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While I wait for the Mana "cat kit" to arrive I have been spending considerable time on the Forum, picking up ideas and techniques that will be useful once construction begins. What a great encyclopedia of knowledge and experience on this Forum! Wow!

I have not been able to find a thread dealing specifically with two component paints - likes, dislikes, pros, cons, brands, etc. When I built my Tiki 21 I used the best exterior acrylic house paint that I sold in own hardware store for above waterline and it lasted quite well. This time around, even though the cost will be considerably higher, I want to reduce maintenance and thus I am leaning towards a two component paint. What advice do other builder's have? What brands are preferred? Are some easier/safer to work with than others? Has anyone had experience with System3? What about bottom coatings? I will be sailing in fresh water, moored for most of the summer but trailering at times.

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Don't waste too much money just to achieve low maintenance. There are plenty of non-marine hard paints that will get the job done at considerably less cost. I have been painting since I was 15, including automotive competitions. Industrial paints are made to last, and I have gotten great service from them. My steel hull Colvin Gazelle was painted with industrial bridge paint with great results.

Top Secret Coatings

I used epoxy Primekote (two part primer and $100 a gallon) and then epifanes monourethane for topcoat. It is the hardest monourethane out there, and my topsides still look new after almost two years. 

I prefer 2 part poly Jotun for longevity and ease of application. I used small foam rollers to apply nothing else worked as well as these. The toxicity of the thinner and paint are a concern as in boat building you end up painting in enclosed space really good ventilation system is a must. 

I also used Jotun 2 part paints. I used Penguard HB epoxy primer which is excellent. 3 coats would be ideal. Sand pack final coat with fine paper on orbital sander and you have a finish like a perfect egg shell which sets you up for the top coat. Below the water, I used Vinyguard to tie into antifoul. About the water I used Hardtop Flex which is a 2 part polyurethane (2 coats).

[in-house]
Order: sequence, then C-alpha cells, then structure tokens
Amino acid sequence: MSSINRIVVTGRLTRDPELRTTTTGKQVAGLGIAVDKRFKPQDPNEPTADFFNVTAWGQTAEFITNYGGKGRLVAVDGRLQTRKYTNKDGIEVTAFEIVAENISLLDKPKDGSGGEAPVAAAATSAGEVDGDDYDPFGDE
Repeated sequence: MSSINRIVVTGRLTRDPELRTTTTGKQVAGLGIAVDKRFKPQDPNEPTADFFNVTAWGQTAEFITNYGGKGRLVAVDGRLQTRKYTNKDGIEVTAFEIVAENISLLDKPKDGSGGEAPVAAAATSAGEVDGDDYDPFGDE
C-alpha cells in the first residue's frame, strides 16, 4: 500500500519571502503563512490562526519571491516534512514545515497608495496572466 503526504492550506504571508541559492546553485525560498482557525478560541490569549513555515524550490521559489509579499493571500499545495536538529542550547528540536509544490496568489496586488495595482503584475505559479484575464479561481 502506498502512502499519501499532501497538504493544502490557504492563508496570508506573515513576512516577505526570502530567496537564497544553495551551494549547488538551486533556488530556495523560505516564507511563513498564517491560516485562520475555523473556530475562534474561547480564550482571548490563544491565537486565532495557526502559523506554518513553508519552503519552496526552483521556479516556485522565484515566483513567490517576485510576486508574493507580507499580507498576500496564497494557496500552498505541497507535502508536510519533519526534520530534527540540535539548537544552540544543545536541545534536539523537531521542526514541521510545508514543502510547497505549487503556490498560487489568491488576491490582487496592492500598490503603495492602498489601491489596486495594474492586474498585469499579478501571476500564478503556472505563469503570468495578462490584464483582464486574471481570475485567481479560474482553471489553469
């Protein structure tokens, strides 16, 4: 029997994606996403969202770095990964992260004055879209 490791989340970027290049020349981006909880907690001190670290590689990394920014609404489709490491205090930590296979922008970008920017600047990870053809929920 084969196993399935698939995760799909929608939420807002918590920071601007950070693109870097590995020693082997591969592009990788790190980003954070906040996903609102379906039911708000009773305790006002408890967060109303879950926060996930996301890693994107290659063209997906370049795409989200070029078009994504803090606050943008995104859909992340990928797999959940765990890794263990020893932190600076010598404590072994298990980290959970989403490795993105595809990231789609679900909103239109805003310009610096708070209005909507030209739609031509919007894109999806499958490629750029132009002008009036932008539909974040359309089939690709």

My experience was very good. I did set up a plastic tent and heater to get a good temperature. The finish is very good. It's been on for 3 years and shows no signs of age. The hardtop is amazingly tough. 

All these Jotun paints are prices around the same price as good quality house paint. (£55 / 5 litres


Good luck


What ever you do -- Do not use Systems Three water base urethanes -- Totally useless!

Thank you for the responses. They lead to more questions:

Budget Boater - I like your approach - no doubt we pay a lot for the word "marine". I will check into what is available for "industrial" paints locally. Of course, I can't help but wonder if "industrial" is not just another word. :) 

Brad - What was your reasoning for using two component primer and then switching to monourethane for the top coat?

Patrick & Ian - I am checking to see if Jotun paints are available in Canada. I am not familiar with the name. The price sounds good, and the results Ian got on his boat are great

Thom - could you give some more details of your experience? 

I did the monourethane because it is supposedly easier to touch up when you get the inevitable deck scrapes. It's super hard paint though, and my topsides still look brand new

Jotun agent recommended the polyurethane 2-part flex because he said it is more suited to a wooden deck/hull which flexes, and PU has better UV resilience.